The US football season began this weekend, replete with tailgates, watch parties, and plenty of beer consumption. It’s timely that new research has been released showing that the shape of the glass has a huge effect on how quickly we consume beer.
It’s been more than a year since I posted the first Neuromarketing Challenge, and we’ve just now received our first response. The challenge, in case you missed that post, was for neuromarketing firms to submit a detailed case study or white paper that demonstrated a successful application of neuromarketing techniques. There’s very little published academic [...]
It’s been a few weeks, so here are the latest articles from my Brainy Marketing blog at Forbes.com. Please drop by there and make a comment – Forbes has a cool comment exposure system that lets authors of posts (e.g., me) “call out” quality comments, and the site admins often expose these comments on other [...]
Hiring a social media manager or a salesperson? Maybe you should have the finalists’ brains scanned in an fMRI. A larger orbital prefrontal cortex, an area of the brain associated with decision-making and cognitive processing, has been shown to correlate with greater social skills, according to a study by a team of UK researchers. Among [...]
When salespeople hope to close a deal, they may try doing favors for the client. In fact, scientists who study human behavior know that the opposite strategy can work: if you can get someone to do YOU a small favor, they are much more likely to grant a bigger one. This has been shown to [...]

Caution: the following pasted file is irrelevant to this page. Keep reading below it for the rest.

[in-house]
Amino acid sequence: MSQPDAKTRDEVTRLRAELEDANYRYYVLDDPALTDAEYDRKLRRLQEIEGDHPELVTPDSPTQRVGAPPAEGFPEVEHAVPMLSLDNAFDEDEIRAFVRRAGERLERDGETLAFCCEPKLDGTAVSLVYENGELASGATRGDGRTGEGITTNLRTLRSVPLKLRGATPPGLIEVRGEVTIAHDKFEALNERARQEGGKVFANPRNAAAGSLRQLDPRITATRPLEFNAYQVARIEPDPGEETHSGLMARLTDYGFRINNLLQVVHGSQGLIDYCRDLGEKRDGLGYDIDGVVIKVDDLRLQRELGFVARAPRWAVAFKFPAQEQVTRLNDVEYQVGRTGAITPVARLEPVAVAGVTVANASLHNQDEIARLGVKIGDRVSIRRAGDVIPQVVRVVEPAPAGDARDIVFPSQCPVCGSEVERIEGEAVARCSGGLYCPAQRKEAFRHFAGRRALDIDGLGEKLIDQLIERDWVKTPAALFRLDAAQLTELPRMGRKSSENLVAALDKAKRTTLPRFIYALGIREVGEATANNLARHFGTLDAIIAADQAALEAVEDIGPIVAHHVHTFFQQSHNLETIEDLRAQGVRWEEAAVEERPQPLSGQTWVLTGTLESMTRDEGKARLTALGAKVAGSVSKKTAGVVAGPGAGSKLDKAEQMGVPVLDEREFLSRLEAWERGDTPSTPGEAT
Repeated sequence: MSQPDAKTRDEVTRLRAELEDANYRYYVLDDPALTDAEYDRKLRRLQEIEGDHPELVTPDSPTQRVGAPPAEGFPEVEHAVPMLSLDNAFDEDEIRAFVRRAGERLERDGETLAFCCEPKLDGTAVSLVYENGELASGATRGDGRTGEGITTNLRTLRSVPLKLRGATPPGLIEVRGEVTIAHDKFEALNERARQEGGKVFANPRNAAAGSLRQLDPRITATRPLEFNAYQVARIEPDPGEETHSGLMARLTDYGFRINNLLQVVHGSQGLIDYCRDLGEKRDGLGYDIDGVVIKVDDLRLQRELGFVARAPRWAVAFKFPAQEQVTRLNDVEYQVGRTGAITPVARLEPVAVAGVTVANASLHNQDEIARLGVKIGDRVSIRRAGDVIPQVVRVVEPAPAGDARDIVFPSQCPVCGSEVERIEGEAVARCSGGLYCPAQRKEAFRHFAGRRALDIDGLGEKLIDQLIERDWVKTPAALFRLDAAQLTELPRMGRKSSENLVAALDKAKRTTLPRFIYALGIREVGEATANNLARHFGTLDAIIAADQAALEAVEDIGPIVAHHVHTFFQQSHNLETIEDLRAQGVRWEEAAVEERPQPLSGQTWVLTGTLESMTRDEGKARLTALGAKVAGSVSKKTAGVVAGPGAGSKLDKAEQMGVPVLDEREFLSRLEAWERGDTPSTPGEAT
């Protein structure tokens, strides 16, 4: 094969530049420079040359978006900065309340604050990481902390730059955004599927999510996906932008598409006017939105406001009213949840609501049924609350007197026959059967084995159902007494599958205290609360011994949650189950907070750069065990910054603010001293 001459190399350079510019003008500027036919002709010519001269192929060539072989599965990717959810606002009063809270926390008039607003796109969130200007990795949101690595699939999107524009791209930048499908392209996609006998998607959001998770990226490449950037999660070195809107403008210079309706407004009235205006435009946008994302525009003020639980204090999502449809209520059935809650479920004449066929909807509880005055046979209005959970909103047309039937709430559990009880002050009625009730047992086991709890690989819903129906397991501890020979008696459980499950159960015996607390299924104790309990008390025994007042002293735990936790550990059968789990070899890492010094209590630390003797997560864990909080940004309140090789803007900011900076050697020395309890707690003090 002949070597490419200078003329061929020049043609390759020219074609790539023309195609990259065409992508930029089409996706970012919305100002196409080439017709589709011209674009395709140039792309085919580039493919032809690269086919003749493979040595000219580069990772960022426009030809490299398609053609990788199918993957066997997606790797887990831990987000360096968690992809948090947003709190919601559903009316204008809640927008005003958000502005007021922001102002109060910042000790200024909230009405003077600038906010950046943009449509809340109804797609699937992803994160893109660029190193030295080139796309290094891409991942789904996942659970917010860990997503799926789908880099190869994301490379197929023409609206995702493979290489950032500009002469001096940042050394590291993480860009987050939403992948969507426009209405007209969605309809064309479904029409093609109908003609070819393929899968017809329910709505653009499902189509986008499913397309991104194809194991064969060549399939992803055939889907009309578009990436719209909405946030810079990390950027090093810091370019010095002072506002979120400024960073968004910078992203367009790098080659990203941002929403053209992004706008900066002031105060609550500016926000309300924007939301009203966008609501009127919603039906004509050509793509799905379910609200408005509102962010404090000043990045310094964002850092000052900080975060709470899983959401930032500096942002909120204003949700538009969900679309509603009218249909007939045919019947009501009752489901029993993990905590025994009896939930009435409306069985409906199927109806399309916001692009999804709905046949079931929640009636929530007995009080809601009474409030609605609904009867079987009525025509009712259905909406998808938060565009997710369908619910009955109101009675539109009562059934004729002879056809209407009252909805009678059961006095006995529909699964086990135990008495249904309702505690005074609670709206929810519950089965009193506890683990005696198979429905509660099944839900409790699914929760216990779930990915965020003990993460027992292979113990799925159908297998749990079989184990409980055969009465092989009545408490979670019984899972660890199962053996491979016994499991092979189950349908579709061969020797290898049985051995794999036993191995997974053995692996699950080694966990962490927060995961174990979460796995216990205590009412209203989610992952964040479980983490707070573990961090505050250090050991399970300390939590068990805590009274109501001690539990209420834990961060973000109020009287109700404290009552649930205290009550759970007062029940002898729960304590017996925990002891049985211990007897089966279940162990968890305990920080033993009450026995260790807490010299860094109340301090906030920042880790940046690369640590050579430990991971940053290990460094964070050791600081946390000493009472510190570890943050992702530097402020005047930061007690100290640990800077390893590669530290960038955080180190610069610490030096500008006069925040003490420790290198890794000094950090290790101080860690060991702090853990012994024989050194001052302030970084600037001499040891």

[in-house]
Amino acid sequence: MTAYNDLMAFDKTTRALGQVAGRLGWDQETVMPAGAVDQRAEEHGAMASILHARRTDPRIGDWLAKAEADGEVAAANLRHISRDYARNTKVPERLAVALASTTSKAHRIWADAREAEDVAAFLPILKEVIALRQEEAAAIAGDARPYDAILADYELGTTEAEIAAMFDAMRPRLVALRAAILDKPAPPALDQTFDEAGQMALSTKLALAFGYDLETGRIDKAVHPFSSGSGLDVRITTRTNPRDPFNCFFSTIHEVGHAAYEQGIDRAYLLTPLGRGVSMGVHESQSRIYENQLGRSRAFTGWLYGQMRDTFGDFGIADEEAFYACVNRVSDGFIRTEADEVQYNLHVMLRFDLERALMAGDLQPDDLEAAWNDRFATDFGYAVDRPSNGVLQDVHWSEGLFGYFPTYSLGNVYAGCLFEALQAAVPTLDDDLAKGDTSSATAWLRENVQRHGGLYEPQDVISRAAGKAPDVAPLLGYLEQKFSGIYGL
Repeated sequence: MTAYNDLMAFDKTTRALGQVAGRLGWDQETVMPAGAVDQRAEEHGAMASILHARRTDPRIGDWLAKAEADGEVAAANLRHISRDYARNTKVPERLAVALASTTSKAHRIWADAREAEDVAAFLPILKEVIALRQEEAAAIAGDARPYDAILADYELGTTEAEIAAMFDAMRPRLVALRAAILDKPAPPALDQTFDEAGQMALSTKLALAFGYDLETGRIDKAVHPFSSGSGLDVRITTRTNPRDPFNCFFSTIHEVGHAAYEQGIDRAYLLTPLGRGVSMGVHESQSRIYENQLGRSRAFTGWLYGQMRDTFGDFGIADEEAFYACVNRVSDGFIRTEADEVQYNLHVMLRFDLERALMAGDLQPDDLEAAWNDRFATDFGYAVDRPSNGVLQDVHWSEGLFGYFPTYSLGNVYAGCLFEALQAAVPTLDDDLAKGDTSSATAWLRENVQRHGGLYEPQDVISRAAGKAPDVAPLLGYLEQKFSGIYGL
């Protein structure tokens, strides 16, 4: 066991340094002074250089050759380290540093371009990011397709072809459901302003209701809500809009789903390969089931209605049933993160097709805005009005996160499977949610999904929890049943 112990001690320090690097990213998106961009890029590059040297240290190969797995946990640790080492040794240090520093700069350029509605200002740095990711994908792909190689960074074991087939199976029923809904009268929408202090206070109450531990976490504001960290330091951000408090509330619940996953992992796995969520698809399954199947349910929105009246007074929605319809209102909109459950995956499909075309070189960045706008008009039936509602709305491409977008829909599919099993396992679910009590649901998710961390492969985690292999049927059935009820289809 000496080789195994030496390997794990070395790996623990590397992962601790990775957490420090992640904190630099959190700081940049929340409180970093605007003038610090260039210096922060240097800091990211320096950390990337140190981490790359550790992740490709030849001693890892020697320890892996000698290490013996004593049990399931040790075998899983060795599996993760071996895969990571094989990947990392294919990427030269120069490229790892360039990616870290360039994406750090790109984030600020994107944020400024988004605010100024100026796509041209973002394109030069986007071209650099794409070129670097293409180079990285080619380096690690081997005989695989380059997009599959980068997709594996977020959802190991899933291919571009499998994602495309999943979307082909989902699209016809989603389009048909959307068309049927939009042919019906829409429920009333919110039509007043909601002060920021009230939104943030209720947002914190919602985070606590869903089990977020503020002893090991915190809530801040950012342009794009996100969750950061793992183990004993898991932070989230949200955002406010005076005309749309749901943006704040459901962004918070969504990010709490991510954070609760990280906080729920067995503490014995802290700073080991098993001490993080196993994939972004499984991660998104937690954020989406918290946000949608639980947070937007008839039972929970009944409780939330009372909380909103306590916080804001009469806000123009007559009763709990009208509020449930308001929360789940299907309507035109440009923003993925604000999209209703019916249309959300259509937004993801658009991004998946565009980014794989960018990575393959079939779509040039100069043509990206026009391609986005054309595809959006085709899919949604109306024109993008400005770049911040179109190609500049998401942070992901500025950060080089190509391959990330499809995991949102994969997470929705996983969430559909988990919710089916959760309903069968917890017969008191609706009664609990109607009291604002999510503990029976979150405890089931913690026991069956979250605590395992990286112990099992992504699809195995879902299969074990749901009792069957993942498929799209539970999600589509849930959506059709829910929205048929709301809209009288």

When can a Mountain Dew make you smarter than a glass of a nice Pinot Noir? Well, beyond the short-term cognitive boost from the caffeine-rich soft drink, being seen holding a glass of wine can reduce your intelligence – not in real terms, but in the eyes of others. As I posted on Forbes.com the [...]
Does grouping products together into a single-price bundle increase the perception of value? Most of us would answer “yes,” but surprising new research shows there is at least one condition where such grouping can actually reduce the apparent value. In fact, the bundle may be seen as worth not just less than the sum of [...]
The way you display a price has a surprising effect on how consumers gauge the magnitude of the price. It’s important to read the price aloud as a consumer might, as more syllables in the price make it seem higher.
While just about every educator would agree that highly engaged students learn more than bored, distracted students, there’s been little effort to measure engagement. The Bill & Melinda Gates Foundation has begun to change that with a $500K grant to Clemson University. The project will,